ABC’s new sitcom Fresh Off the Boat — the first Asian-American family sitcom in 20 years — is a loose adaptation of the memoir by restaurateur Eddie Huang, who’s profiled in the new issue of TIME. But while the TV show may draw from Huang’s life story, its real star is actress Constance Wu, who plays Huang’s mother, Jessica — and nearly steals the show with her deft comic delivery, according to TIME television critic James Poniewozik.
TIME spoke to Wu about accents, avoiding stereotypes and the importance of Asian-American visibility on television.
TIME: Given how historic the show is, how do you make sure that Jessica is portrayed responsibly and doesn’t become a stereotype?
Constance Wu: Stereotypes are only dangerous when they are used as the butt of the joke, and our writers have taken great care to never write a single joke that is based upon a stereotype. The fact that this is the first show in 20 years that has Asian leads— carrying a story instead of supporting a white person’s story — takes away that burden of stereotypes. What makes a stereotype harmful is when it’s a one-dimensional person.
I think the reason people have been quick to throw the stereotype criticism on us is because there will always be people who are laughing at the wrong thing. Some people are like, “Oh, stereotypical accent!” An accent is an accent. If there were jokes written about the accent, then that would certainly be harmful. But there aren’t jokes written about it. It’s not even talked about. It’s just a fact of life: immigrants have accents. Making the choice to have that is a way of not watering down the character and making it politically correct. It’s choosing authenticity over safety, and I think that’s bold. The people who are going to laugh at the alleged stereotypes are the same people who are going to laugh at their Chinese waiter in the restaurant next door for very coarse, uneducated reasons.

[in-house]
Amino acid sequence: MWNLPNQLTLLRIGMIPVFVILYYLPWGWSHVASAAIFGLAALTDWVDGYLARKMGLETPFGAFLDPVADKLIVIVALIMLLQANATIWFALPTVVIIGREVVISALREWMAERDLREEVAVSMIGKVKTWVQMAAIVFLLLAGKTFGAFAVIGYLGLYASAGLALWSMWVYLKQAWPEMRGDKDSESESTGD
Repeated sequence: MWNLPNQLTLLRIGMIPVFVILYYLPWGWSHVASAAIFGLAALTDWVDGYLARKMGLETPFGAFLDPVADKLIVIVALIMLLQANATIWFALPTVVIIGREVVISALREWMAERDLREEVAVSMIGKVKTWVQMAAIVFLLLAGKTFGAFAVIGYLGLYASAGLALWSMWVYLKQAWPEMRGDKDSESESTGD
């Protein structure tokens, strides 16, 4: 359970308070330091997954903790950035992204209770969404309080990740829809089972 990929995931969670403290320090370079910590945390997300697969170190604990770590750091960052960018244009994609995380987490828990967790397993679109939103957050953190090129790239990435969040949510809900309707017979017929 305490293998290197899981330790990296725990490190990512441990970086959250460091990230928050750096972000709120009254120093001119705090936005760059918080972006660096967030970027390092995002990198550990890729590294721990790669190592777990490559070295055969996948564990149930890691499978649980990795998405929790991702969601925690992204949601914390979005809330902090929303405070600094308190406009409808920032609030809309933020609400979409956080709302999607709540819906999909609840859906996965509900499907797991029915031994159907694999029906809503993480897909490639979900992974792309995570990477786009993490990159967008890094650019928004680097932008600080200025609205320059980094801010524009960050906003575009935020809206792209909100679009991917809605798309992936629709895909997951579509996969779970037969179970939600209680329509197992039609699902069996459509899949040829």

We’re not writing the show to placate the idiots. So to anybody who accuses us of utilizing stereotypes, I would challenge them to point them out when they’re used as humor tools, because they aren’t. And I would challenge people to see if those alleged “stereotypes” are really there, or if they’re just the truth of the actual Jessica Huang, who is a real living and breathing woman in Orlando.
Did you not want to do an accent originally?
No, that was Randall [Park, who plays Huang’s father]. Randall actually wrote an article in which he was like, “If it were up to me, I’d never have to do an accent.” Not only am I okay with doing an accent, I actually think, as an actor, character work is one of the most fun parts. It’s my privilege to be able to play somebody not myself. I’m an actor who creates characters based in voice, movement, emotional quality, speech.
And you worked with accent coaches, right? I know Eddie has taken issue with the accents and the ways they don’t resemble those of his parents.
We had two different dialect coaches. I break my accent work down like a drama student does, in a phonetic and rhythmic way. It’s very apparent that Randall and I are attempting to do the same accent, but we’re doing it differently — like if I tried to do a New York accent and you tried to do a New York accent. There’s no such thing as like carbon-copy accents. And I hear that, that he doesn’t hear his mother’s accent the way I heard it. Nothing’s perfect on its first try. I can see why that’s annoying to him, but it was the network’s effort to at least try to make it as authentic as possible. Maybe he doesn’t think it helped, or maybe he thinks it hurt, but the awareness and the concern to get it right was there.